What message are we really sending them? Generation Z is so aware of this that they engaged in what I call “The Silent Revolution” – they go through the system, knowing they will really learn only when they are outside (on their own computers/smart phones/…), and they just switch off. We even give names to their ‘switching off’ – attention deficit, which I see as a healthy defense mechanism to deal with this parallel-inconsistent learning we impose on them!
You have a strong background, in Spain and England, in mental health. How in the world did you transition to Educational Technology? As VP R&D – how does your mental health background help you guide start-ups toward being more client-based, needs-based, kids-based?
Life offers opportunities, and I tried to take the ones with which I could contribute to making a change. During a two-year stay in Israel, many years ago, I got an offer to work on education and I fell in love with it. There is so much to be done, and this is the place. I lived in five countries and have never felt so energized to move projects ahead. The motivation of the team here is unique. People jump to work on meaningful projects that can make a difference. And there is no doubt that improving the younger generation’s lives is the best motivation one could have for waking up and going to work.
MindCET is sited in Yeruham. Now most start-up entrepreneurs want the vibrancy of Tel Aviv, rated as one of the world’s best entrepreneurship ecosystems. Can you discuss how you manage to attract people to Yeruham? (I spent time there in the army – it’s not quite Dizengoff). Do they just work there and sleep in Tel Aviv? Do they interact with the locals? Yeruham is even 16 kms. from the Dimona train station!
CET has always started its projects at the periphery. For MindCET it was very important to support the development of the Negev, and attract the Start-up Nation spirit to help the socioeconomic situation of the region. It has been a challenge, but we are delighted to see the amazing outcomes. MindCET’s main activities take place in Yeruham, with significant collaboration with all organizations in the region (e.g., city councils, IDF training bases, etc.). MindCET has an in-house R&D – MindCETeX, where entrepreneurs stay in Yeruham for six months to explore and develop unique educational solutions in partnership with hi-tech companies and main universities. On September 16, MindCET is opening an EdTech Campus, with the support of Mort Mandel, to provide a space to incubate new EdTech start-ups, a Makers’ Lab, an experiential space for teachers, among many other activities.
RECENTLY, THE World Economic Forum based in Davos, Switzerland, provided a list of the 10 key skills in demand by employers in the near future, and probably already in the present. They are: complex problem-solving; critical thinking; creativity; people management; coordinating with others; emotional intelligence; judgment and decision-making; service orientation; negotiation; cognitive flexibility.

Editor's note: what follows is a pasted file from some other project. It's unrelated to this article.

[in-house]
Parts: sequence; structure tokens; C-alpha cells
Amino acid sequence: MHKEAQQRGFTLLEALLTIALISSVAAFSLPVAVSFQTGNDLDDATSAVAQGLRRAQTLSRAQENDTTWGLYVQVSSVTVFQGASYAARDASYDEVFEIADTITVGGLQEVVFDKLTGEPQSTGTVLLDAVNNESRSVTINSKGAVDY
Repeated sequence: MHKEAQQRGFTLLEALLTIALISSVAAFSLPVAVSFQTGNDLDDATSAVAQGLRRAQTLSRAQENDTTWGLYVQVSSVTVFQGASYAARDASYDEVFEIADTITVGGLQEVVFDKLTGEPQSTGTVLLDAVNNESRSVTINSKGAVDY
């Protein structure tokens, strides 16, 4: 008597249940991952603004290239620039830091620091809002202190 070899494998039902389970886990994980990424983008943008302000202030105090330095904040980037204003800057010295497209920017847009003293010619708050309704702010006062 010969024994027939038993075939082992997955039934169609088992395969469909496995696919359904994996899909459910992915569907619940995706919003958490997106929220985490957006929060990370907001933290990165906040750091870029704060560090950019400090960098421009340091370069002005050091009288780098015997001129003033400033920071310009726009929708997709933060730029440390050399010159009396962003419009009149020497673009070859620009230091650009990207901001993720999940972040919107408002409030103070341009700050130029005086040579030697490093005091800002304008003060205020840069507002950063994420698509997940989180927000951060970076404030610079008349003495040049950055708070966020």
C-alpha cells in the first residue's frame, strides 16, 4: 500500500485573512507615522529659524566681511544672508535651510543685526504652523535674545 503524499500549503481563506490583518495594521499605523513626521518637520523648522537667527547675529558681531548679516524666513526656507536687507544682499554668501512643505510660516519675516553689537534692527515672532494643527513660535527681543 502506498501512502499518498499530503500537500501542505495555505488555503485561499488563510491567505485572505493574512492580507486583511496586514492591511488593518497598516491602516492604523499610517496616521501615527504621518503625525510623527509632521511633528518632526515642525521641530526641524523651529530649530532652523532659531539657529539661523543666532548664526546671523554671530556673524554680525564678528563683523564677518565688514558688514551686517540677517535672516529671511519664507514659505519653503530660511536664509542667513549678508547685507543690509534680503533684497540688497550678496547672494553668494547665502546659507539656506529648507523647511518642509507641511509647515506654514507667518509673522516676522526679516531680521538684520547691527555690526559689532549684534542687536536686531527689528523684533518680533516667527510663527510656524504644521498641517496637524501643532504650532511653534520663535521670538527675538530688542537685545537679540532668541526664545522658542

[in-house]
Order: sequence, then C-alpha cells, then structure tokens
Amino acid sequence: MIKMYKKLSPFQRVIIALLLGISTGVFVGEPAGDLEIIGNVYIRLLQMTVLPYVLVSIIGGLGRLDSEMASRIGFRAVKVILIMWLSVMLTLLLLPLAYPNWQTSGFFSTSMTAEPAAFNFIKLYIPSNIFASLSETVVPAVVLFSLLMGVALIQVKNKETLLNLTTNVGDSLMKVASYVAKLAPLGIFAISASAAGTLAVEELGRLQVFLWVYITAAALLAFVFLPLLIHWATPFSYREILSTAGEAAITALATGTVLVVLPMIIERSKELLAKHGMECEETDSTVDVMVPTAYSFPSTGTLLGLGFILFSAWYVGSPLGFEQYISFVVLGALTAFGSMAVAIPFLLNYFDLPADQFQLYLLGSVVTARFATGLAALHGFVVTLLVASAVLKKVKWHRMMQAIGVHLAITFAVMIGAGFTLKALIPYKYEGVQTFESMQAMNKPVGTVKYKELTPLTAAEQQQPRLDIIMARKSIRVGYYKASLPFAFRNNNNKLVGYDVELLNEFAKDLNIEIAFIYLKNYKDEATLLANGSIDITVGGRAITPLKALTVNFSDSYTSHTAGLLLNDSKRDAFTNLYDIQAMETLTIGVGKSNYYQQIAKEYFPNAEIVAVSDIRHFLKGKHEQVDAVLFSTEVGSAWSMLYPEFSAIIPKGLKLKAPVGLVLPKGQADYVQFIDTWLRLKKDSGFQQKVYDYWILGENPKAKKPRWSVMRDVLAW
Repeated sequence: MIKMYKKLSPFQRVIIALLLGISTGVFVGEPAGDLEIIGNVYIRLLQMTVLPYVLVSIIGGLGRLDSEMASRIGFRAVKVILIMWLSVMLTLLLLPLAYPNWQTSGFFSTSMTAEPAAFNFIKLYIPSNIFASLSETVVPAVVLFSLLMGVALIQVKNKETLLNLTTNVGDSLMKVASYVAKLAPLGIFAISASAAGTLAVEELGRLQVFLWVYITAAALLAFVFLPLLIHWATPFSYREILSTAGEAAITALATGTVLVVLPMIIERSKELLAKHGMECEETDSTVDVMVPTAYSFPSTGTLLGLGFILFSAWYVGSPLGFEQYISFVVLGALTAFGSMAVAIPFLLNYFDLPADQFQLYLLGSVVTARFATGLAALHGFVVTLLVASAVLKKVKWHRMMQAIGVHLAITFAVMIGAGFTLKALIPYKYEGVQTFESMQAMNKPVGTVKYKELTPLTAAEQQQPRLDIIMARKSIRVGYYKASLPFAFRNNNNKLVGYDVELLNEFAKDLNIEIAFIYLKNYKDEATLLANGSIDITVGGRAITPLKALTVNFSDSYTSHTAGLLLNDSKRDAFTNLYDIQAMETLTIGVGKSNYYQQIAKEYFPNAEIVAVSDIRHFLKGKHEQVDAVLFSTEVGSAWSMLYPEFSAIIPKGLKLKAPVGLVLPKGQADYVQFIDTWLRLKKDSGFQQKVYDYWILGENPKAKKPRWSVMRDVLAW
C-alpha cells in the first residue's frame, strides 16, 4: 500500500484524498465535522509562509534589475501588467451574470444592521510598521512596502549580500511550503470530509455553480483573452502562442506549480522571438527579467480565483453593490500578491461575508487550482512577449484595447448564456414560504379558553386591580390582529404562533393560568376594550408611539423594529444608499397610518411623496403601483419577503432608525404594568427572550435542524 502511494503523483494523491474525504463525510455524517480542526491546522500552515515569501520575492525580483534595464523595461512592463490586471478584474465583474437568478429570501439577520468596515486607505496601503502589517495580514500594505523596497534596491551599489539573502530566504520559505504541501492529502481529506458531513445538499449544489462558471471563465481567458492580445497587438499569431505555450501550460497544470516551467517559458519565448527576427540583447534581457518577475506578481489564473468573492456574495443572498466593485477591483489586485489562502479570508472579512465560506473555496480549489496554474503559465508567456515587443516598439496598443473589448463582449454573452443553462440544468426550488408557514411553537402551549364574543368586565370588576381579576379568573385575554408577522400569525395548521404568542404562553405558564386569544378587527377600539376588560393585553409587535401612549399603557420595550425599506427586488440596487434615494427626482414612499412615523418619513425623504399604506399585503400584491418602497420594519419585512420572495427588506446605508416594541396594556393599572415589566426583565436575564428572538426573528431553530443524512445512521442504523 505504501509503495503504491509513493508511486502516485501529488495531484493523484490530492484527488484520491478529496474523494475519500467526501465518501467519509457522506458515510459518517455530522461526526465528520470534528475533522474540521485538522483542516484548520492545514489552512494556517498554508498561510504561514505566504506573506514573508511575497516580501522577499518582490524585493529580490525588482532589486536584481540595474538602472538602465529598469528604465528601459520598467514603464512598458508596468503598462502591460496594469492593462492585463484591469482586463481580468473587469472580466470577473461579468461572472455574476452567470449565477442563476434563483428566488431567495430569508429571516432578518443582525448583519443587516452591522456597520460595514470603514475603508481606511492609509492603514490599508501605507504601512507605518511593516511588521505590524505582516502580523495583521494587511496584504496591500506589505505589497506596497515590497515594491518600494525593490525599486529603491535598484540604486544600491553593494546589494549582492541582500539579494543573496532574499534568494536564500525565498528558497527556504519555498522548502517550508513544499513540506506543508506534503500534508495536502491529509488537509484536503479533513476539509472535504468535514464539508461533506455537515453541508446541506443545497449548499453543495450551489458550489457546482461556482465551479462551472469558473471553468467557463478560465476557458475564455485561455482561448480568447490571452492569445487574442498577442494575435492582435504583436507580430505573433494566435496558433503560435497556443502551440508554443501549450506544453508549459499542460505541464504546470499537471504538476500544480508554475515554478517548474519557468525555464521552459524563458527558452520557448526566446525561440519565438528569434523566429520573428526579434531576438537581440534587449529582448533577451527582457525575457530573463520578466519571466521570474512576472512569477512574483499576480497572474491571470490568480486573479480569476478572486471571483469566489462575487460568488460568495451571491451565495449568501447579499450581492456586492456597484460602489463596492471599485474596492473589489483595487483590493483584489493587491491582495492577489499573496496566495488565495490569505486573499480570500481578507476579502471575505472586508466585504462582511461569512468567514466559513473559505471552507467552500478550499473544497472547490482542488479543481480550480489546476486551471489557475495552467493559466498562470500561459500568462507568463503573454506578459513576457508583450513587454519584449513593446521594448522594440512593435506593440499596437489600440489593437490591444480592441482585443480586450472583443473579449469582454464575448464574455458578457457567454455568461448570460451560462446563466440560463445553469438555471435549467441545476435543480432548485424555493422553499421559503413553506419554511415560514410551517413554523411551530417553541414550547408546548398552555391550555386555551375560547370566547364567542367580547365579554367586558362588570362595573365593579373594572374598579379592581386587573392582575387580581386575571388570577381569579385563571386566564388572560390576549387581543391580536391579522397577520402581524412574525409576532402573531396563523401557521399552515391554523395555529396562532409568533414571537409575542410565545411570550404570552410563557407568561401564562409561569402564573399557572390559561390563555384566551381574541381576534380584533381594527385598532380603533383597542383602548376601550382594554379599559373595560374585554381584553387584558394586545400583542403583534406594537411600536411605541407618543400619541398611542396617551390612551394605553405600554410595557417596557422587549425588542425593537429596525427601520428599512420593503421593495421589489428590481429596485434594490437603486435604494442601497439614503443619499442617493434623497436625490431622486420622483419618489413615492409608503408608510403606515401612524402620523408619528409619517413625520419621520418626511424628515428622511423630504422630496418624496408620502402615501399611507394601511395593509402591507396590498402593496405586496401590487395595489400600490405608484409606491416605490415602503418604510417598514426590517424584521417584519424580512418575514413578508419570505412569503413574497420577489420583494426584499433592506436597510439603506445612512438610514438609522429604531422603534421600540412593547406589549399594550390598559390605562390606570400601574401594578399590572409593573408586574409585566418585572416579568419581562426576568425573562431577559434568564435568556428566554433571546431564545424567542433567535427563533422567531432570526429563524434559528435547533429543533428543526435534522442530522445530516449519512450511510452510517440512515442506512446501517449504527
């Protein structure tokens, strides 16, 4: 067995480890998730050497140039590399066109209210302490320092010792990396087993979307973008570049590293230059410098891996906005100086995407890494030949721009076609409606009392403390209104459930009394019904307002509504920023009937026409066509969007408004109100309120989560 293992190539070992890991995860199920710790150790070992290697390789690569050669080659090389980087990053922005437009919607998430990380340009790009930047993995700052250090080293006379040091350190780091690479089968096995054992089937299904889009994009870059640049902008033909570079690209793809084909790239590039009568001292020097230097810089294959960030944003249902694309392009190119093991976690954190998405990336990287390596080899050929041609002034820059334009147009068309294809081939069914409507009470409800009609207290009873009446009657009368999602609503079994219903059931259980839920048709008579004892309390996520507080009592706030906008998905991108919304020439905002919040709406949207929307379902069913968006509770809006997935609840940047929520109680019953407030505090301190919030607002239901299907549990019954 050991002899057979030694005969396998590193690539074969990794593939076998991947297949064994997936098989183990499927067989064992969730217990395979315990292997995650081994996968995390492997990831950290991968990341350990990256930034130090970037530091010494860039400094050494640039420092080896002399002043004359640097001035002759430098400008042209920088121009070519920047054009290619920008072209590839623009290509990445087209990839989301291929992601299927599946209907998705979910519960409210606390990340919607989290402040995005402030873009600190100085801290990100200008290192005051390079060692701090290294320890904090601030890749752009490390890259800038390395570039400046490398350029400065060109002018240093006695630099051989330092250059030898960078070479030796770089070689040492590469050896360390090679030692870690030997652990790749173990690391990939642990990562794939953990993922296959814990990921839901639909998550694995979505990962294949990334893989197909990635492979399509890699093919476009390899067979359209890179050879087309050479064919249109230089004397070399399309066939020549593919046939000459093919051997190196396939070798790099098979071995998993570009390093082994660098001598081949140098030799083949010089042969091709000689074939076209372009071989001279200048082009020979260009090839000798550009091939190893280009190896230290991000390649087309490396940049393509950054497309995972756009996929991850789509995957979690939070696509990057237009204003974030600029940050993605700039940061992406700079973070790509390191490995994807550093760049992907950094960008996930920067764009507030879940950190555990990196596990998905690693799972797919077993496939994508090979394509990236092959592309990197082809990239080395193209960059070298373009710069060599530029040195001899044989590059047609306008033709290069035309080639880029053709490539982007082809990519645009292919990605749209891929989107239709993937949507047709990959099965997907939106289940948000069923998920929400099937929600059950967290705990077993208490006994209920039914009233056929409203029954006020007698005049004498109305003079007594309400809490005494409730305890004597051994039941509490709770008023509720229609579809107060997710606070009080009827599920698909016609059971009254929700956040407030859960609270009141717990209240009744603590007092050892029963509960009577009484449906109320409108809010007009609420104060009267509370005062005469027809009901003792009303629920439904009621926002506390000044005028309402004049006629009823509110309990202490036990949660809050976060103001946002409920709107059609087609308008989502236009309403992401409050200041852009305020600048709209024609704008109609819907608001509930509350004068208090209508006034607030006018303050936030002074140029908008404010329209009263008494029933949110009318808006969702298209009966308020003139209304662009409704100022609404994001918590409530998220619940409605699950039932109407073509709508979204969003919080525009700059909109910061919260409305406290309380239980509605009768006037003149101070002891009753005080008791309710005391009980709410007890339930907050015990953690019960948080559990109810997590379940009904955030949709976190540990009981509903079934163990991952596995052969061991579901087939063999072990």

Most of these are skills that children can begin to acquire even in elementary school. Yet how many schools foster even one of them?
Henry Ford invented the assembly line and sparked an industrial revolution that changed the world. He once complained: Why, when I hire a pair of hands, do they come attached to a brain?
He was right. You don’t need a brain to install 60 right-side door handles an hour, for eight hours.
Today he might ask: When I hire a brain, why does it come attached to a pair of hands? Because robots are today’s hands. Robots install those door handles. Yet our schools remain mired in a 19th century mindset to provide workers who can read and write and engage in factory work. No wonder our kids switch off.
To get into university, Israeli high school students take the dreaded psychometric test. Some spend fortunes on expensive preparatory courses. Scores are used by admissions committees as the most heavily weighted criterion for evaluating applicants.
The test has three areas: Math, Verbal Reasoning, and English, with eight sections, each with 20-22 multiple choice questions. The total time of the exam 2 hours and 40 minutes. One minute per question. To get into medical school, for example, you need a near-impossible high score – 700 out of 800.
Is this truly the optimal way to sort students and choose our future doctors, psychologists and scholars? To be a wise, caring doctor, does it really help to know how to pick (a) from (b) and (c) in 60 seconds?
It is the creative brain that is vital today. It is the imaginative brain that will secure employment, create value for society, and learn and relearn new valuable skills.
How can schools foster this creativity, rather than destroy it? I will suggest some radical ideas in my next column.
The writer heads the Zvi Griliches Research Data Center at the S. Neaman Institute, Technion, and blogs at